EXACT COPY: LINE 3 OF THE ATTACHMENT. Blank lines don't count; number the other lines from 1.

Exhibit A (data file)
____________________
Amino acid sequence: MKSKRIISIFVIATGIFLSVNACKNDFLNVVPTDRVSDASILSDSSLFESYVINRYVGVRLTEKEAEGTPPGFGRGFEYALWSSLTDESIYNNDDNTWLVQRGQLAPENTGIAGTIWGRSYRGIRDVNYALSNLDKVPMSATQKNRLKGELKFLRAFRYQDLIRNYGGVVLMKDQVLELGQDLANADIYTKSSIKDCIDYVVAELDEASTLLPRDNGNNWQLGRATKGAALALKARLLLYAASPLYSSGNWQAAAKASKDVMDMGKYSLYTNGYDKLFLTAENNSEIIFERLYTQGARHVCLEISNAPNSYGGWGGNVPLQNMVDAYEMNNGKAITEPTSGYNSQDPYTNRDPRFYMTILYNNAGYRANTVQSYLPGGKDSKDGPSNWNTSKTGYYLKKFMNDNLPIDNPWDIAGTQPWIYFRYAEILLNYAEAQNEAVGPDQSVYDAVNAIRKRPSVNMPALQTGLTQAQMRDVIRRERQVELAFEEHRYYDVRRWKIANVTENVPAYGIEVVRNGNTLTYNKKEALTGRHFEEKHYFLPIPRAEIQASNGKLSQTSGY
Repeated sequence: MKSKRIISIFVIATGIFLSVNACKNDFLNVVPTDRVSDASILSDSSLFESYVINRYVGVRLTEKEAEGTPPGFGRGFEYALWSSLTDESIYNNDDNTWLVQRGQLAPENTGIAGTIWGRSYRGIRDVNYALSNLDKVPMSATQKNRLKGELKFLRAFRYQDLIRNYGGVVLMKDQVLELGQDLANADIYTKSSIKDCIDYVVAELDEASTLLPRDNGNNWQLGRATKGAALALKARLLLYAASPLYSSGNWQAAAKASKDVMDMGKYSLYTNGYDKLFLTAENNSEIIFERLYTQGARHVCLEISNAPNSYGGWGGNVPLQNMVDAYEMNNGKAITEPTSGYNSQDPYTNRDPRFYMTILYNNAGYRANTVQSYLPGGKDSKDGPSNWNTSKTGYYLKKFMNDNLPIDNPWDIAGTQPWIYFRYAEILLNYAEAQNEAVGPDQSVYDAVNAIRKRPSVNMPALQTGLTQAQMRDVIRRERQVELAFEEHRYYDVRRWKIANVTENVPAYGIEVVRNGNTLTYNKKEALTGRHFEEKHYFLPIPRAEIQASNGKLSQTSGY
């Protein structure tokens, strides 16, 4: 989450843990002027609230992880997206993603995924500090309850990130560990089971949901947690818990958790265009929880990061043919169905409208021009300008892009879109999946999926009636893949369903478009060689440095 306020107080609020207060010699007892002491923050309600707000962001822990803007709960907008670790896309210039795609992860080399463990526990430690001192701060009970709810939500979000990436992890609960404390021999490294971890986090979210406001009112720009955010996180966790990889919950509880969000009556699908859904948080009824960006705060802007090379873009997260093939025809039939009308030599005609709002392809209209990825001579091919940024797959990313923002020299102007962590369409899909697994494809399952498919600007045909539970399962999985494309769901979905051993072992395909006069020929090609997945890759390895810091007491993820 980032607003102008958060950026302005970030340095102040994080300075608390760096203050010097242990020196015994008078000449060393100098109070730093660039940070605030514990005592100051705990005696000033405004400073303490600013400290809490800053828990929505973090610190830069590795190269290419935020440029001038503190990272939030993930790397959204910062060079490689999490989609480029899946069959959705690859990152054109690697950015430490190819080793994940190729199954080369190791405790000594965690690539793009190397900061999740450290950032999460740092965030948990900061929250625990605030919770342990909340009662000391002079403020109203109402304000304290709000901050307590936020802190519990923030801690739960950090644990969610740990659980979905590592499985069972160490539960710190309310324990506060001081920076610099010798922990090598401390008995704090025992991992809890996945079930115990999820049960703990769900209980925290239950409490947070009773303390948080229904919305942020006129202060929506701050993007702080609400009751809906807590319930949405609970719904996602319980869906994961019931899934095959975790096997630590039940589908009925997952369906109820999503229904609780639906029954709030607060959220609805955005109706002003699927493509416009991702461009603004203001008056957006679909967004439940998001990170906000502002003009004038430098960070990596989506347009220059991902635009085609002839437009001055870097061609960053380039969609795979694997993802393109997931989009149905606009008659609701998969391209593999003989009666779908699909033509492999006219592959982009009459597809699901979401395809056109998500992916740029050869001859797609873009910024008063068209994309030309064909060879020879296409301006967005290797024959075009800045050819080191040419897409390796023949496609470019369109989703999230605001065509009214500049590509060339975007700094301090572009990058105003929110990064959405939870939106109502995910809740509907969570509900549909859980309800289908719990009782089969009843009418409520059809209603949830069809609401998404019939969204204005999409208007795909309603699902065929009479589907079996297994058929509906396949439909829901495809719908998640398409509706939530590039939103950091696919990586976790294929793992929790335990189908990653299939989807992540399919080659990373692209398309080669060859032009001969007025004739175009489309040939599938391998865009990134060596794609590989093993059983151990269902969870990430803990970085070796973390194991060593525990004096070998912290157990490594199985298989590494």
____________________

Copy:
């Protein structure tokens, strides 16, 4: 989450843990002027609230992880997206993603995924500090309850990130560990089971949901947690818990958790265009929880990061043919169905409208021009300008892009879109999946999926009636893949369903478009060689440095 306020107080609020207060010699007892002491923050309600707000962001822990803007709960907008670790896309210039795609992860080399463990526990430690001192701060009970709810939500979000990436992890609960404390021999490294971890986090979210406001009112720009955010996180966790990889919950509880969000009556699908859904948080009824960006705060802007090379873009997260093939025809039939009308030599005609709002392809209209990825001579091919940024797959990313923002020299102007962590369409899909697994494809399952498919600007045909539970399962999985494309769901979905051993072992395909006069020929090609997945890759390895810091007491993820 980032607003102008958060950026302005970030340095102040994080300075608390760096203050010097242990020196015994008078000449060393100098109070730093660039940070605030514990005592100051705990005696000033405004400073303490600013400290809490800053828990929505973090610190830069590795190269290419935020440029001038503190990272939030993930790397959204910062060079490689999490989609480029899946069959959705690859990152054109690697950015430490190819080793994940190729199954080369190791405790000594965690690539793009190397900061999740450290950032999460740092965030948990900061929250625990605030919770342990909340009662000391002079403020109203109402304000304290709000901050307590936020802190519990923030801690739960950090644990969610740990659980979905590592499985069972160490539960710190309310324990506060001081920076610099010798922990090598401390008995704090025992991992809890996945079930115990999820049960703990769900209980925290239950409490947070009773303390948080229904919305942020006129202060929506701050993007702080609400009751809906807590319930949405609970719904996602319980869906994961019931899934095959975790096997630590039940589908009925997952369906109820999503229904609780639906029954709030607060959220609805955005109706002003699927493509416009991702461009603004203001008056957006679909967004439940998001990170906000502002003009004038430098960070990596989506347009220059991902635009085609002839437009001055870097061609960053380039969609795979694997993802393109997931989009149905606009008659609701998969391209593999003989009666779908699909033509492999006219592959982009009459597809699901979401395809056109998500992916740029050869001859797609873009910024008063068209994309030309064909060879020879296409301006967005290797024959075009800045050819080191040419897409390796023949496609470019369109989703999230605001065509009214500049590509060339975007700094301090572009990058105003929110990064959405939870939106109502995910809740509907969570509900549909859980309800289908719990009782089969009843009418409520059809209603949830069809609401998404019939969204204005999409208007795909309603699902065929009479589907079996297994058929509906396949439909829901495809719908998640398409509706939530590039939103950091696919990586976790294929793992929790335990189908990653299939989807992540399919080659990373692209398309080669060859032009001969007025004739175009489309040939599938391998865009990134060596794609590989093993059983151990269902969870990430803990970085070796973390194991060593525990004096070998912290157990490594199985298989590494």